3 Ways to Improve EMS Driver Safety
By Shimon Feldman | May 20, 2019
Imagine receiving the call that gets every emergency medical technician’s (EMT) heart racing: a child is unresponsive and not breathing. If you are behind the wheel of the responding ambulance, you want to do everything in your power to get there quickly, even if it means bending the rules. After all, a child’s life is at stake. But if your sense of urgency impairs your driving and you end up causing injury to yourself, your patient or pedestrians en route, who exactly have you helped? How much care are you providing if you’re endangering yourself and others while piloting a 10,000 to 20,000 pound vehicle?
These are the questions I raise when training EMTs under my supervision. Driver safety and training is something I’ve continually fought for in my years in the EMS industry. Here in New York City, where drivers have to navigate everything from sixteen lane intersections and narrow one way streets, they are constantly tested. I always tell the men and women I’m training if they encounter a situation that they are uncomfortable with, don’t simply “push through.” No one benefits from an EMS driver that jeopardizes their own and other’s safety in the name of expediency.
A study by the National Highway Traffic Safety Administration (NHTSA) in 2015 puts the issue in stark focus. An estimated 6,500 collisions involving an ambulance occur each year, and 35 percent of ambulance accidents caused an injury or fatality to at least one person involved. The report found that in serious crashes investigated by the NHTSA, only 33% of patients and 16% of EMS providers were properly restrained at the time of the collision.
When it comes to driver and safety training requirements, regulations vary from state to state. Here in New York, the state does not mandate EMT driver training, so the instruction and guidance EMTs receive from their employers can vary greatly. Some companies make investments into driving simulators to make sure their workers are prepared for a variety of situations and conditions. Others simply hand over the keys to new employees and say “don’t wreck it.”
EMT workers also have varying degrees of experience driving large vehicles before taking the wheel of an ambulance. Some, especially veterans, have driven large transport vehicles and tanks before. Others take their driver’s test specifically for their EMT job and have limited experience driving any type of vehicle. Regardless of previous experience, however, all drivers must follow basic safety principles including not texting or calling while driving. Here are three additional ways that EMTs can promote safety while they provide urgent care and transportation:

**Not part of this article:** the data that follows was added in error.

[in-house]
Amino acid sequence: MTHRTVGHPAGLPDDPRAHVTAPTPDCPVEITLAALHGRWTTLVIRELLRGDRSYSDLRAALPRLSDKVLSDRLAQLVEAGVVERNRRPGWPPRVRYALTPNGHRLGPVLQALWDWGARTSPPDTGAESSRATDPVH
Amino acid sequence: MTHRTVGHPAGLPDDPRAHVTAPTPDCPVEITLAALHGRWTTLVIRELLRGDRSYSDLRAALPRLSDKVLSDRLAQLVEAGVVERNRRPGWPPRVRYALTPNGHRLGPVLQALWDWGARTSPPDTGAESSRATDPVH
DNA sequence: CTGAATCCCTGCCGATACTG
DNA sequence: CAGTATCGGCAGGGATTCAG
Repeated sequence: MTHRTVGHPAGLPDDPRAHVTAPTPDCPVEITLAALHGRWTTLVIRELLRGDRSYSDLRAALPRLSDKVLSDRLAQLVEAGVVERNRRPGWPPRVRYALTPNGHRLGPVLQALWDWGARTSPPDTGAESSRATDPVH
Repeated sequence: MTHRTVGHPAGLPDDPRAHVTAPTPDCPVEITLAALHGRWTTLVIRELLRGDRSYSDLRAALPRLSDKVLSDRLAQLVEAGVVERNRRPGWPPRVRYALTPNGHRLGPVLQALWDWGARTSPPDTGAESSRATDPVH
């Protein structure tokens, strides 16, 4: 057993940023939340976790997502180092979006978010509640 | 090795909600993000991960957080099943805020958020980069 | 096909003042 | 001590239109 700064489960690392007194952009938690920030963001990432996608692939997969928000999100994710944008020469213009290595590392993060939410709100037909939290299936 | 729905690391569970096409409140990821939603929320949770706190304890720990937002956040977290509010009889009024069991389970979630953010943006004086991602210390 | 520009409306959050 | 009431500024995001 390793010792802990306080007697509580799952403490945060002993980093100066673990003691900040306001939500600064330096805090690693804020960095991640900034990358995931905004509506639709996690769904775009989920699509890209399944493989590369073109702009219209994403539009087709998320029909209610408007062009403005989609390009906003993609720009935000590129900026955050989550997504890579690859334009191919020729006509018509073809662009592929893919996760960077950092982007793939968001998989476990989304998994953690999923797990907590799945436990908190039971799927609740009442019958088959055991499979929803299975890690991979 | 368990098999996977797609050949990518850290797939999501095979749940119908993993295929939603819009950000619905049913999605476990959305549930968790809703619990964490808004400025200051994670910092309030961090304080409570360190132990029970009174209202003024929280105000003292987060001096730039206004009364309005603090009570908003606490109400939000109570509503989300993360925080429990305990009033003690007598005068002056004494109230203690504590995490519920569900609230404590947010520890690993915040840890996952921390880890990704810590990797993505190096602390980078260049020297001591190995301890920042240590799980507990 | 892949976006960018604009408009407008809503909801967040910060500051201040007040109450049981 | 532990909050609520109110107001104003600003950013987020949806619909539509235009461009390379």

1) Create a sense of urgency with leadership – Driver training programs require funding, so communicate with leadership about the potential return on investment. Technology like a simulator can be pricey, but so are collisions and lawsuits – one New York EMS company, for example, just paid a half-million dollar settlement for property damage related to a crash.
2) Leverage learning opportunities and resources – When formally or informally training staff, use instances of bad weather and unexpected traffic conditions as learning opportunities. The International Public Safety Association also has recommendations for how to reduce EMT driving-related injuries and deaths.
3) Make rest mandatory – It’s not uncommon for an EMT to have more than one job, given the pay scale in the industry. Juggling multiple jobs increases the risk of employees showing up to work exhausted. Pilots have to be rested before they fly a plane; there should be similar guidelines in place to make sure EMT drivers are focused and on top of their game.
It’s National EMS week, a time to honor the dedication of those who provide the day-to-day lifesaving services of medicine’s front line. I can think of no better way of honoring our work than to put measures in place to help us keep ourselves, our patients and our roads safe.
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Licensed Emergency Medical Technician
Shimon Feldman has nearly 12 years of experience as a licensed New York State Emergency Medical Technician. Feldman most recently served as the Director of Safety for a New York City private ambulance company where he was responsible for the daily operations and oversight of 400 employees. Feldman has a Bachelor of Science in Health Administration.